Thursday, September 15, 2005

How Curious George Escaped the Nazis

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(Okay, so I'm not supposed to be online, but it's my lunch hour -- does that count? And I wanted to share this very interesting article with you. All those times that you read a Curious George book for yourself or to your children, did you ever think of the story that came before the ones you're familiar with? Here's that story...)

From the New York Times

Published: September 13, 2005

Curious George is every 2-year-old sticking his finger into the light socket, pouring milk onto the floor to watch it pool, creating chaos everywhere. One reason the mischievous monkey is such a popular children's book character is that he makes 4- to 6-year-olds feel superior: fond memories, but we've given all that up now.

In the years since the first book was published in the United States in 1941, "George" has become an industry. The books have sold more than 27 million copies. There have been several "Curious George" films, including an animated one featuring the voice of Will Ferrell that is scheduled for release this February, and theater productions, not to mention the ubiquitous toy figure. Next year, PBS will begin a Curious George series for pre-schoolers.

But in truth, "Curious George" almost didn't make it onto the page. A new book, "The Journey That Saved Curious George: The True Wartime Escape of Margret and H. A. Rey" (Houghton Mifflin), tells of how George's creators, both German-born Jews, fled from Paris by bicycle in June 1940, carrying the manuscript of what would become "Curious George" as Nazis prepared to invade.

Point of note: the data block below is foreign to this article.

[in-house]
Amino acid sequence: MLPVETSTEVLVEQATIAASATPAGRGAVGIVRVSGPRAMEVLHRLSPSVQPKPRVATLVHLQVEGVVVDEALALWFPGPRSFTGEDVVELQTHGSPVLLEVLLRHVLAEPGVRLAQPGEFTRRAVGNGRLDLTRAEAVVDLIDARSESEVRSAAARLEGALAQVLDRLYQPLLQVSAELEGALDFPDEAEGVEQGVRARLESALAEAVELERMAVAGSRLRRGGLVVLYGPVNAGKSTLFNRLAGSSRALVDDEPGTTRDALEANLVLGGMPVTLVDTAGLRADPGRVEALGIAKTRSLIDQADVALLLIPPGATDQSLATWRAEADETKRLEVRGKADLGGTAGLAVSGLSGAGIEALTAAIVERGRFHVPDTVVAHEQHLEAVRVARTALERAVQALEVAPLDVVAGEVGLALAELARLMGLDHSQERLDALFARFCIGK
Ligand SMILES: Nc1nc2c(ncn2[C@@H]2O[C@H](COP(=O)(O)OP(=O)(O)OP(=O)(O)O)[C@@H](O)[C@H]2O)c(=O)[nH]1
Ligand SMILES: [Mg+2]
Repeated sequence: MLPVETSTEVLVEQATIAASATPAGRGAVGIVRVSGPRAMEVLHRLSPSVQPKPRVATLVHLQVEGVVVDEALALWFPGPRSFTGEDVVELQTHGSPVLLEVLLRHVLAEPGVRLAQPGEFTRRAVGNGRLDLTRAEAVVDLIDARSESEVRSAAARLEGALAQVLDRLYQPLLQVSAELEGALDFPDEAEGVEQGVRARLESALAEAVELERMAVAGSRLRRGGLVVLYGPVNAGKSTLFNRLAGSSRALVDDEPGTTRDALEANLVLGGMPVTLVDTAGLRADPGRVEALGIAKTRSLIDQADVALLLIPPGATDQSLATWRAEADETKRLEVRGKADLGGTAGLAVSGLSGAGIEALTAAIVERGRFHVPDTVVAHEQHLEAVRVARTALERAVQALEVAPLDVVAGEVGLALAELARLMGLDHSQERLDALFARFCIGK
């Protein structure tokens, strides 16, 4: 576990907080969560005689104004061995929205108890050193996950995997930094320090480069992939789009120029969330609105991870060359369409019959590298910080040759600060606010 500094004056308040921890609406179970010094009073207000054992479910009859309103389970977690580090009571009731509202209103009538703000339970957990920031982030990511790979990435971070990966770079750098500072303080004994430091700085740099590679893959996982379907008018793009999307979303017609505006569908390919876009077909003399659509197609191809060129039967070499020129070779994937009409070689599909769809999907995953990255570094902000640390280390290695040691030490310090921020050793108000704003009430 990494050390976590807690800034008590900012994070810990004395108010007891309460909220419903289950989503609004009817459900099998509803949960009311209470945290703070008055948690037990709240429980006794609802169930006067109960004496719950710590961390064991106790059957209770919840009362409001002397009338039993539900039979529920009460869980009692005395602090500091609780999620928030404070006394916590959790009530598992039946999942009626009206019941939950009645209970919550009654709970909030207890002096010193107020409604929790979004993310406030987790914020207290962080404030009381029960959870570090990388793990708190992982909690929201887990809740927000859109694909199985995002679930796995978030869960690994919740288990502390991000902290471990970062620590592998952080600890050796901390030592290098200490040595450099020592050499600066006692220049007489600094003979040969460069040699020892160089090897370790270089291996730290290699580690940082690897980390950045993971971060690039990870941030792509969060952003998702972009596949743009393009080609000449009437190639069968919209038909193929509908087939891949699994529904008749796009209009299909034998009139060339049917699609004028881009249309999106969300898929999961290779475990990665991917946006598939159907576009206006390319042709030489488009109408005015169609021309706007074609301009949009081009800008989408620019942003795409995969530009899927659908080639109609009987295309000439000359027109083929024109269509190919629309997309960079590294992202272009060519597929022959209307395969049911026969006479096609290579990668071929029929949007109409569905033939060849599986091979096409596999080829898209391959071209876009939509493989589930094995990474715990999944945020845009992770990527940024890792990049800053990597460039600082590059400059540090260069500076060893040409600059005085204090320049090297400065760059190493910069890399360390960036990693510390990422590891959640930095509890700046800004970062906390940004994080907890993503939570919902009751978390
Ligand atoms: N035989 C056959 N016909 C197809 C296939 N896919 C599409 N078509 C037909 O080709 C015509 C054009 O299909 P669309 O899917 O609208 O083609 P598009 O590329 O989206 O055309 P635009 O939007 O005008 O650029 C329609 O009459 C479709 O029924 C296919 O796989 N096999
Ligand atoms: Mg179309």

The book's author, Louise Borden, said in a telephone interview from Terrace Park, Ohio, that she first spotted a mention of the Reys' escape in Publishers Weekly. "But no one knew where they had gone from Paris, the roads they took, the dates of where they were, the details," she said.

Her account, intended for older children, is illustrated in whimsical European style by Allan Drummond, and includes photographs of the Reys and wartime Europe, as well as H. A. Rey's pocket diaries and transit documents.

For her research, Ms. Borden combed the Rey archives of the de Grummond Children's Literature Collection at the University of Southern Mississippi, interviewed people who knew them and traced their journey through letters and postmarks.

Hans Reyersbach was born in Hamburg in 1898 into an educated family, and lived near the Hagenbeck Zoo, where he learned to imitate animal sounds, as well as to draw and paint. During World War I, Mr. Reyersbach served in the German Army; afterward, he painted circus posters for a living. After studying at two German universities, he went to Rio de Janeiro in the mid-1920's, looking for a job. He wound up selling bathtubs on the Amazon.

Margarete Waldstein, who was born in 1906, also in Hamburg, had a more fiery personality. After Hitler began his rise, she left Hamburg to become a photographer in London. In 1935, she too went to Rio.

Mr. Reyersbach had first seen her as a little girl sliding down the banister of her family's Hamburg home, and now they met again. They eventually married, and founded an advertising agency. Margarete changed her name to "Margret" and Hans changed his surname to "Rey," reasoning that Reyersbach was difficult for Brazilians to pronounce. Crucially, the two became Brazilian citizens.

For their honeymoon, they sailed to Europe, accompanied by their two pet marmoset monkeys. Margret knitted tiny sweaters for them to keep them warm, but the monkeys died en route.